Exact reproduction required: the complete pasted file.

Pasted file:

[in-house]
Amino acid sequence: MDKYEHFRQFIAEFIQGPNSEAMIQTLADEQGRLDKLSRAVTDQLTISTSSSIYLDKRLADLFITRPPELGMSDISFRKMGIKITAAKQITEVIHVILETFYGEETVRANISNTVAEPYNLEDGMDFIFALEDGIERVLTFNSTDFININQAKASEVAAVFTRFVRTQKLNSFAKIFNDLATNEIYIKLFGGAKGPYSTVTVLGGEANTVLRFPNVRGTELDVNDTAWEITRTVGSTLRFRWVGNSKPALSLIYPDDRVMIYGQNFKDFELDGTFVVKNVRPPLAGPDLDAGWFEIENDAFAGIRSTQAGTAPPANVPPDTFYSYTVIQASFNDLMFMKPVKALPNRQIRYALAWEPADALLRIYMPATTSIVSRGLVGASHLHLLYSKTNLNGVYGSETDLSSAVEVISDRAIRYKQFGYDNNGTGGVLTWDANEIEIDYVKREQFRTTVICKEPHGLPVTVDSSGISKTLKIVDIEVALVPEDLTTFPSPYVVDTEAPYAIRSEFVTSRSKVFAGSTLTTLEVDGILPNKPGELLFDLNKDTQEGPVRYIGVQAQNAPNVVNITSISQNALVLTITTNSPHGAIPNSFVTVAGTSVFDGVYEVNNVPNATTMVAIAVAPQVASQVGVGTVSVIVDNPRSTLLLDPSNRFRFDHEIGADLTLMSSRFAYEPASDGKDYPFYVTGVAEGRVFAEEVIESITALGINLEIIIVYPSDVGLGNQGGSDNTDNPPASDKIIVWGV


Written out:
[in-house]
Amino acid sequence: MDKYEHFRQFIAEFIQGPNSEAMIQTLADEQGRLDKLSRAVTDQLTISTSSSIYLDKRLADLFITRPPELGMSDISFRKMGIKITAAKQITEVIHVILETFYGEETVRANISNTVAEPYNLEDGMDFIFALEDGIERVLTFNSTDFININQAKASEVAAVFTRFVRTQKLNSFAKIFNDLATNEIYIKLFGGAKGPYSTVTVLGGEANTVLRFPNVRGTELDVNDTAWEITRTVGSTLRFRWVGNSKPALSLIYPDDRVMIYGQNFKDFELDGTFVVKNVRPPLAGPDLDAGWFEIENDAFAGIRSTQAGTAPPANVPPDTFYSYTVIQASFNDLMFMKPVKALPNRQIRYALAWEPADALLRIYMPATTSIVSRGLVGASHLHLLYSKTNLNGVYGSETDLSSAVEVISDRAIRYKQFGYDNNGTGGVLTWDANEIEIDYVKREQFRTTVICKEPHGLPVTVDSSGISKTLKIVDIEVALVPEDLTTFPSPYVVDTEAPYAIRSEFVTSRSKVFAGSTLTTLEVDGILPNKPGELLFDLNKDTQEGPVRYIGVQAQNAPNVVNITSISQNALVLTITTNSPHGAIPNSFVTVAGTSVFDGVYEVNNVPNATTMVAIAVAPQVASQVGVGTVSVIVDNPRSTLLLDPSNRFRFDHEIGADLTLMSSRFAYEPASDGKDYPFYVTGVAEGRVFAEEVIESITALGINLEIIIVYPSDVGLGNQGGSDNTDNPPASDKIIVWGV